She sounded brittle. She looked pallid. She seemed about as energised as the walking dead. But she survived. And that was all that mattered for her National Party colleagues yesterday.

It had been assumed that Opposition parties would make life absolute hell for Judith Collins during ministers' question-time, especially as the House had not been sitting for two weeks.

In that time, more and more information has emerged on Collins' connections and dealings with milk exporter Oravida during her ministerial visit to China last October.

The pressure of recent weeks has left her very bruised. But she was not any more bruised by the end of question-time.

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In part, that was the result of those Opposition MPs determined to force Collins' resignation from the Cabinet - principally Labour's David Cunliffe and Grant Robertson, and New Zealand First's Winston Peters - largely forgoing the opportunity to pour vitriol over her.

Instead, they preferred to use their ration of questions to continue to probe Collins and try to find and highlight inconsistencies in her version of events.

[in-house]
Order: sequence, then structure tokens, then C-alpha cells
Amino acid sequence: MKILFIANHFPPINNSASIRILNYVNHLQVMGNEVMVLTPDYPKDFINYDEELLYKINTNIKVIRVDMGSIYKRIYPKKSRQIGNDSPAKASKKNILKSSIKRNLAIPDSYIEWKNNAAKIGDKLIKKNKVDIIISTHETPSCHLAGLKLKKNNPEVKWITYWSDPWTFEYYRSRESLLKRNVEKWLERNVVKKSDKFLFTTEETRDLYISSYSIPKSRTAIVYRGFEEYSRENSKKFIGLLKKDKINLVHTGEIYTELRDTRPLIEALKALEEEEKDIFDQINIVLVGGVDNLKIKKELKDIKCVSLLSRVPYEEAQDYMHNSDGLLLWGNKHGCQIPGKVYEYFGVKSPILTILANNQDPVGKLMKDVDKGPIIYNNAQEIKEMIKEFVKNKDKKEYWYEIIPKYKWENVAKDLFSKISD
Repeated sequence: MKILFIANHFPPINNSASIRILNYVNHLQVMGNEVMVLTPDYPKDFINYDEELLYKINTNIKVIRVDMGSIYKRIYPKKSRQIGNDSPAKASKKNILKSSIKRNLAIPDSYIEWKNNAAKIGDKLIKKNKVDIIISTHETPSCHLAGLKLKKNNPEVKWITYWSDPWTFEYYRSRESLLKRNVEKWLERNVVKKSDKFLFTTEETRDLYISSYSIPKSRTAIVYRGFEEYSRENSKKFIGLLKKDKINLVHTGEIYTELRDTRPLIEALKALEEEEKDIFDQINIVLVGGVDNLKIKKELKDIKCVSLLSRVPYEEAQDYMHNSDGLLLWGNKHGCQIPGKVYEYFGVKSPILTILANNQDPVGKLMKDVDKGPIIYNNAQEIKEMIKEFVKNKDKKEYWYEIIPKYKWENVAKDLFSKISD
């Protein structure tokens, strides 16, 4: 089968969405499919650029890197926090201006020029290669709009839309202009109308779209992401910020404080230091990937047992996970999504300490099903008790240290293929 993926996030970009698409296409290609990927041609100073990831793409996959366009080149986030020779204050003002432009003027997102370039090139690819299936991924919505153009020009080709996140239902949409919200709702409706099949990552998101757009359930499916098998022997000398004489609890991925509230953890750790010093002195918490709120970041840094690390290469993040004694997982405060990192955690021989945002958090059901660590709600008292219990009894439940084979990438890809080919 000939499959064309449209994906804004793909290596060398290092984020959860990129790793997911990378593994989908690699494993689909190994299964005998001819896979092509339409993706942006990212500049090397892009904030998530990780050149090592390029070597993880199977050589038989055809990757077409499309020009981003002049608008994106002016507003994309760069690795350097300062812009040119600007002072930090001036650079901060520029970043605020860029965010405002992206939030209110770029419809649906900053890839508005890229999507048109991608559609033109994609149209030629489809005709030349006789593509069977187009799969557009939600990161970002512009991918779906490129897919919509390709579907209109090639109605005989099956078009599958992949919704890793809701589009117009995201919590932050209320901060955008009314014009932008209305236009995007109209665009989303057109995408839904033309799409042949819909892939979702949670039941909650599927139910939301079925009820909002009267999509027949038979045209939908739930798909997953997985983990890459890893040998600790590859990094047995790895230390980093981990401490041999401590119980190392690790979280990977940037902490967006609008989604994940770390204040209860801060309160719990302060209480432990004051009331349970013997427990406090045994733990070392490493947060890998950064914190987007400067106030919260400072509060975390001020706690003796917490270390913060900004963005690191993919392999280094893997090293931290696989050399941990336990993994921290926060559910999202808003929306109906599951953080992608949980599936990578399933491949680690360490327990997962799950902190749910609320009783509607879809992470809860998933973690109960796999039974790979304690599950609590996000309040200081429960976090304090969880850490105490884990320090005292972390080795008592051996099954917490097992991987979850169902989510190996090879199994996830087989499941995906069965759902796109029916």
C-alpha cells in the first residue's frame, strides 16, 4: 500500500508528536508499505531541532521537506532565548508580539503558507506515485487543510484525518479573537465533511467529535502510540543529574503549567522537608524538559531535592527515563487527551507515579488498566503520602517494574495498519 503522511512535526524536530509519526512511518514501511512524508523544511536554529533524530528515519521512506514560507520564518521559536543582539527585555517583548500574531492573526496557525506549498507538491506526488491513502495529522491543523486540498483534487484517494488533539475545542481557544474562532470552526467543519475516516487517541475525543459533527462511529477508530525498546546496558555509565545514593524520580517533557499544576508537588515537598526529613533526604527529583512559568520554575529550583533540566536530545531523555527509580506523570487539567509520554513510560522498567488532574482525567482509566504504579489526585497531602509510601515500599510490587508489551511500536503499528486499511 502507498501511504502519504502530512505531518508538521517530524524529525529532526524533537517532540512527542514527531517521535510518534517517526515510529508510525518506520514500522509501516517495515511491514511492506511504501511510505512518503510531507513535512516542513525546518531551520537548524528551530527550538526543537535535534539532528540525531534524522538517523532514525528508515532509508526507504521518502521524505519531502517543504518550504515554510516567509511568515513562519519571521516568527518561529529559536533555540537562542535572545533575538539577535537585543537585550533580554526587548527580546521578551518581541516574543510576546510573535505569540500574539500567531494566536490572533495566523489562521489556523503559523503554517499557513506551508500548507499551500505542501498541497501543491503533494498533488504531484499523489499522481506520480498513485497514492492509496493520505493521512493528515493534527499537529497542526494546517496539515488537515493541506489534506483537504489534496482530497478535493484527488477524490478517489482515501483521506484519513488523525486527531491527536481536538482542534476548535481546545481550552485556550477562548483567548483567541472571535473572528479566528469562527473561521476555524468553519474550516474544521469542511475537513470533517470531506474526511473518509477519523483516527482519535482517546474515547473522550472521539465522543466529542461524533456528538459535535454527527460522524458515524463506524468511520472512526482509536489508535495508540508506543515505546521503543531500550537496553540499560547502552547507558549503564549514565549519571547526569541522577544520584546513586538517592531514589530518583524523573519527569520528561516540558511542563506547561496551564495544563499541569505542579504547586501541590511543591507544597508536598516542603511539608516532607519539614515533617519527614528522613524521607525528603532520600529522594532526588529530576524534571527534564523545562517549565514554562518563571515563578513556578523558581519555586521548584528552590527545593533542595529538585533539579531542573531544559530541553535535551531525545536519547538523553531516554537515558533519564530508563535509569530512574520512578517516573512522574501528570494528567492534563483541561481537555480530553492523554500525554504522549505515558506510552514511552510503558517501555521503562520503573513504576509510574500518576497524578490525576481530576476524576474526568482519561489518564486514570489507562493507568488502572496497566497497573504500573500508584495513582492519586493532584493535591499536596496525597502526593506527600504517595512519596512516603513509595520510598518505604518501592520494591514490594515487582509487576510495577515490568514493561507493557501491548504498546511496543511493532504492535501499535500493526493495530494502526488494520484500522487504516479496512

There is now little argument - even from her fellow National MPs - that Collins had a major conflict of interest in her dealings with Oravida through her husband being a director of the company.

But the evidence for claiming that conflict exists is still circumstantial and suggestions she has benefited financially from that link to Oravida remains pure supposition.

Labour's Trevor Mallard interjected at one point that Collins and her husband had made $500,000 in directors' fees through his connection with Oravida.

Collins said Mallard had made the figure up and demanded the Speaker make him withdraw it. Mallard refused and was ejected from the chamber.

In part, Collins survived yesterday because she knows how to answer questions without really answering them, frustrating her adversaries and avoiding running foul of the Speaker, who often insists a minister make more of an effort to reply in a more informative fashion.

So now, it is one question-time down and one to go before Collins goes on stress leave - a move which will keep her well out of the limelight before next week's Budget.

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After yesterday's underwhelming performance, Cunliffe and Peters might have to revise their tactics before hostilities resume today.

Prime Minister John Key was forced to defend his Government during Question Time in Parliament as the opposition parties rallied to attack National on the performances of Judith Collins and Maurice Williamson.

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